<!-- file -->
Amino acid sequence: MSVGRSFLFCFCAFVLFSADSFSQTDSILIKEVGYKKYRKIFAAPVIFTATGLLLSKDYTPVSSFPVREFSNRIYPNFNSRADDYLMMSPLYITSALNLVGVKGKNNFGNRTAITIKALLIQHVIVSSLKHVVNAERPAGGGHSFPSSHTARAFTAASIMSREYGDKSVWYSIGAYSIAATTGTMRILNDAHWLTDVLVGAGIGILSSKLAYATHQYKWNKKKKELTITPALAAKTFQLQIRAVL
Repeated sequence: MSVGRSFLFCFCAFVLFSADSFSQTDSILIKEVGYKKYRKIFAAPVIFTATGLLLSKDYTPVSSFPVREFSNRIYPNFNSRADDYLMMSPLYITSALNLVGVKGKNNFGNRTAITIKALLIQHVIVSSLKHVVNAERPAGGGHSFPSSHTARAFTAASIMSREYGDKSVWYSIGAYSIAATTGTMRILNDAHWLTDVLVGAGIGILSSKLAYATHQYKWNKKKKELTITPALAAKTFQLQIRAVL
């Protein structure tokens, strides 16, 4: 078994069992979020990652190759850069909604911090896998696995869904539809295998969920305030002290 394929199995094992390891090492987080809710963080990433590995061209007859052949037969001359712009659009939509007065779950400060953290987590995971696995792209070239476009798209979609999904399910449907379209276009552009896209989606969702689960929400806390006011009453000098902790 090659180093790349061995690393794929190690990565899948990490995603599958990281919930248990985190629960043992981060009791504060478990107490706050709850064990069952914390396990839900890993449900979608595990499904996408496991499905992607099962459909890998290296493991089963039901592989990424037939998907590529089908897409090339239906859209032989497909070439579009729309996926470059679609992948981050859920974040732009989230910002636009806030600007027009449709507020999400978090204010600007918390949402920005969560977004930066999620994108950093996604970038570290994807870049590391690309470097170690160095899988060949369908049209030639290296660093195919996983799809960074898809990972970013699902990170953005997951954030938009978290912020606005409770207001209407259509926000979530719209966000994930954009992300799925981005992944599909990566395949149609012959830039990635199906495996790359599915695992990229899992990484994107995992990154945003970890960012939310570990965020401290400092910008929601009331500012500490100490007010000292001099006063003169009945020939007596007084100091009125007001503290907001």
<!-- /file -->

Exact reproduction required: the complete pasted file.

Amino acid sequence: MSVGRSFLFCFCAFVLFSADSFSQTDSILIKEVGYKKYRKIFAAPVIFTATGLLLSKDYTPVSSFPVREFSNRIYPNFNSRADDYLMMSPLYITSALNLVGVKGKNNFGNRTAITIKALLIQHVIVSSLKHVVNAERPAGGGHSFPSSHTARAFTAASIMSREYGDKSVWYSIGAYSIAATTGTMRILNDAHWLTDVLVGAGIGILSSKLAYATHQYKWNKKKKELTITPALAAKTFQLQIRAVL
Repeated sequence: MSVGRSFLFCFCAFVLFSADSFSQTDSILIKEVGYKKYRKIFAAPVIFTATGLLLSKDYTPVSSFPVREFSNRIYPNFNSRADDYLMMSPLYITSALNLVGVKGKNNFGNRTAITIKALLIQHVIVSSLKHVVNAERPAGGGHSFPSSHTARAFTAASIMSREYGDKSVWYSIGAYSIAATTGTMRILNDAHWLTDVLVGAGIGILSSKLAYATHQYKWNKKKKELTITPALAAKTFQLQIRAVL
């Protein structure tokens, strides 16, 4: 078994069992979020990652190759850069909604911090896998696995869904539809295998969920305030002290 394929199995094992390891090492987080809710963080990433590995061209007859052949037969001359712009659009939509007065779950400060953290987590995971696995792209070239476009798209979609999904399910449907379209276009552009896209989606969702689960929400806390006011009453000098902790 090659180093790349061995690393794929190690990565899948990490995603599958990281919930248990985190629960043992981060009791504060478990107490706050709850064990069952914390396990839900890993449900979608595990499904996408496991499905992607099962459909890998290296493991089963039901592989990424037939998907590529089908897409090339239906859209032989497909070439579009729309996926470059679609992948981050859920974040732009989230910002636009806030600007027009449709507020999400978090204010600007918390949402920005969560977004930066999620994108950093996604970038570290994807870049590391690309470097170690160095899988060949369908049209030639290296660093195919996983799809960074898809990972970013699902990170953005997951954030938009978290912020606005409770207001209407259509926000979530719209966000994930954009992300799925981005992944599909990566395949149609012959830039990635199906495996790359599915695992990229899992990484994107995992990154945003970890960012939310570990965020401290400092910008929601009331500012500490100490007010000292001099006063003169009945020939007596007084100091009125007001503290907001």